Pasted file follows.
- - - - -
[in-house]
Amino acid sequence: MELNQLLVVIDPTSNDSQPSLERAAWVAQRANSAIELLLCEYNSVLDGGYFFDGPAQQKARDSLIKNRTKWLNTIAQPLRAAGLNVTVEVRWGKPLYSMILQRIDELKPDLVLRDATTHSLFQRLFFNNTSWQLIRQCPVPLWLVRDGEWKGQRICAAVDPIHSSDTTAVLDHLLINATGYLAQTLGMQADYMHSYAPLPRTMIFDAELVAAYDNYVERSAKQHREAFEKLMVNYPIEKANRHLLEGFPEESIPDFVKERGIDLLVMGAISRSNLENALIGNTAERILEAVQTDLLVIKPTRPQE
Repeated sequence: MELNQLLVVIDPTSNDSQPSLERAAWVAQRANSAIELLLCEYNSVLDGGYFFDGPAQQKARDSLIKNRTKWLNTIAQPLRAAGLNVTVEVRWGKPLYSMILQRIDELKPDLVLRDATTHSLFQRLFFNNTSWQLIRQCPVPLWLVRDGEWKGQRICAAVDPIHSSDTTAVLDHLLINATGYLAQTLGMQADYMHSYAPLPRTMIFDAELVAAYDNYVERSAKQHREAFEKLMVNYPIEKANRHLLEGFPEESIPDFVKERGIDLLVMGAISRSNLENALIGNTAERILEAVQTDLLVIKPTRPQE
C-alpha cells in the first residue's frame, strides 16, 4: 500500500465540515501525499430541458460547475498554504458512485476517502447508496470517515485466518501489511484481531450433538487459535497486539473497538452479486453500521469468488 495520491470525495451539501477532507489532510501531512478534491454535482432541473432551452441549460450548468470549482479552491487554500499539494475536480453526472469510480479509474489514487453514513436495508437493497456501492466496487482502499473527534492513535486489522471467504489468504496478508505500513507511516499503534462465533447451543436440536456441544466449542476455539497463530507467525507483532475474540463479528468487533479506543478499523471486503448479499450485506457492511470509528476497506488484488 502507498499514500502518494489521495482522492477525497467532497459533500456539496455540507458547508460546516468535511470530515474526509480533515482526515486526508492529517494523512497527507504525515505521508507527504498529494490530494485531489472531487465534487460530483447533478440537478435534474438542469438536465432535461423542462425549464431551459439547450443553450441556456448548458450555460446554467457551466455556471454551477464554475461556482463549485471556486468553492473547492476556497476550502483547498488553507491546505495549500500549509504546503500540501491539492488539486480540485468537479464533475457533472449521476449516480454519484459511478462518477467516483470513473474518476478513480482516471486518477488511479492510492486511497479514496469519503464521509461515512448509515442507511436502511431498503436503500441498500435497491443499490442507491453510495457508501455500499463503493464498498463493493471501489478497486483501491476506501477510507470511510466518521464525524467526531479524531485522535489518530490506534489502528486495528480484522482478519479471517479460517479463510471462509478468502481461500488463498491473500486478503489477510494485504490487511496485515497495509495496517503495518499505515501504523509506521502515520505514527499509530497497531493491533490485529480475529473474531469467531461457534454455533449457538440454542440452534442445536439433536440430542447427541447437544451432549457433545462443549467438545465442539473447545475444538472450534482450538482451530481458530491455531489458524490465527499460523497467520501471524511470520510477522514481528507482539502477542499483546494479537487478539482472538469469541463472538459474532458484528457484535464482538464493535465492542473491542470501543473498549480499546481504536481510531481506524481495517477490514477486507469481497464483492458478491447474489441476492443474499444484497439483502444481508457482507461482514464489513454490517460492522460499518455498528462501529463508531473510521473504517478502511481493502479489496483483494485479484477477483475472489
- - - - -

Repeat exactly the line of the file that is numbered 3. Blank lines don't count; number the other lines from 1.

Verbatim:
Repeated sequence: MELNQLLVVIDPTSNDSQPSLERAAWVAQRANSAIELLLCEYNSVLDGGYFFDGPAQQKARDSLIKNRTKWLNTIAQPLRAAGLNVTVEVRWGKPLYSMILQRIDELKPDLVLRDATTHSLFQRLFFNNTSWQLIRQCPVPLWLVRDGEWKGQRICAAVDPIHSSDTTAVLDHLLINATGYLAQTLGMQADYMHSYAPLPRTMIFDAELVAAYDNYVERSAKQHREAFEKLMVNYPIEKANRHLLEGFPEESIPDFVKERGIDLLVMGAISRSNLENALIGNTAERILEAVQTDLLVIKPTRPQE